Let me first extend my condolences to Ireland for the peacekeeper killed and those injured in yesterday's tragic attack in Lebanon. I would also like to thank the briefers today for their insightful and thought-provoking remarks and testimony.
Two decades ago, during Norway’s previous term on this Council, the September 11 attacks shocked the world and triggered a profound shift in global security policy – one that recognised international terrorism as a global threat.
Since then, the multilateral counter-terrorism architecture has grown at a rapid pace, and now forms a key part of the broader peace and security agenda. This therefore, is an opportune moment to take stock of these efforts, and consider both their strengths and deficiencies, as we reflect on the way forward.
There is no doubt that notable success has been achieved:
Al-Qaida is severely degraded and no longer capable of conducting complex attacks on the scale of 9/11.
ISIL has been territorially defeated in its core area.
And, according to the latest Global Terrorism Index, global deaths from terrorism are nearly 60% below their peak in 2014.
Yet, we have also witnessed more troubling trends emerging. Africa is now the continent most affected by terrorism. ISIL and al-Qaida affiliates have strategically exploited armed conflict, weak governance, and local grievances to radicalise and recruit.
In many other parts of the world, right-wing extremism is on the rise. And new and emerging technologies are increasingly susceptible to misuse for terrorist purposes.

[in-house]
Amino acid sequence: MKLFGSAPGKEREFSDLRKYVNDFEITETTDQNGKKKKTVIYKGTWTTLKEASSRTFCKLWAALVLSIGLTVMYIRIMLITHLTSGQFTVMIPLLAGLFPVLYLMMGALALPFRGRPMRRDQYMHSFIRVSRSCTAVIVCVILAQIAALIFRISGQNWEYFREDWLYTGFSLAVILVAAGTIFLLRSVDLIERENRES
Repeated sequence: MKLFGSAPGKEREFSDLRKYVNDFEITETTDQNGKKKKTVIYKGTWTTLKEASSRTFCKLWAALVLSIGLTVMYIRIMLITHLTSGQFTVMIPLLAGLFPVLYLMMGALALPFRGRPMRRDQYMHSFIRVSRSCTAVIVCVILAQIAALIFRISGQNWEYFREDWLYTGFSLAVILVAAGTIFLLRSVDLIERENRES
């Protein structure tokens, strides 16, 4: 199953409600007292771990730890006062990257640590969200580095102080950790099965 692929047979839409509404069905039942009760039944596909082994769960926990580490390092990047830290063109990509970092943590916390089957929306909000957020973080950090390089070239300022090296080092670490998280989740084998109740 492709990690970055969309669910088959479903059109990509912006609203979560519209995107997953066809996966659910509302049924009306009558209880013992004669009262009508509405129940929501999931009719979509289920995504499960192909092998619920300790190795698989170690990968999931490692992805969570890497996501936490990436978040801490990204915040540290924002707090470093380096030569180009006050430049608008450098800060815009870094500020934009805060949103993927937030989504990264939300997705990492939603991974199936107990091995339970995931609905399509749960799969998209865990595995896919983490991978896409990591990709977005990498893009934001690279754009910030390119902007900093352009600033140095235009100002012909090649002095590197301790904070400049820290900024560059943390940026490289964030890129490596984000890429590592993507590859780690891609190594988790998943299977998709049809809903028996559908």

Moreover, in some contexts, counter-terrorism measures have had grave implications for human rights. Over the past two decades- in the absence of an internationally agreed definition of terrorism- some governments have deployed counter-terrorism measures which violate a broad range of rights. And sometimes, they are used to target political opposition, thereby shrinking civic space.
Some counter-terrorism measures have also had unintended negative consequences for humanitarian action. Affecting vulnerable people’s access to much needed humanitarian assistance and protection. The newly adopted resolution 2664 however, can be an important tool to address this issue.
In sum, we must acknowledge that the international community is up against: a threat it cannot define; which has no clear success criteria; and which-
in some contexts- is exploited to justify repressive measures. This is counterproductive to national and international efforts to combat terrorism. These challenges must be addressed.
Allow me to underscore three points Norway considers crucial in guiding our collective efforts moving forward:
First: Our counter-terrorism approach must be holistic, and form part of a broader political strategy. One that is preventative, conflict-sensitive,
gender-responsive, and regionally integrated. Addressing root causes through the promotion of the rule of law, sustainable development, and human rights is essential.
Second: These efforts should be rooted in a whole-of-government and whole-of-society approach. Which marshals cross-sectoral public resources, recognises the importance of women’s participation, and institutionalises strategic engagement with civil society in the development and implementation of counter-terrorism measures.
Third: Human rights must be respected at all times including in the context of counter-terrorism. On the multilateral level, all UN counter-terrorism bodies should continue to mainstream human rights considerations across their work. For instance, CTED should further integrate human rights in its assessment activities, and use the resulting data to inform its analytical products.
Norway believes these principles are key to strengthening future counterterrorism efforts. If adhered to, it is our hope that in another 20 years the issue will no longer be on our agenda.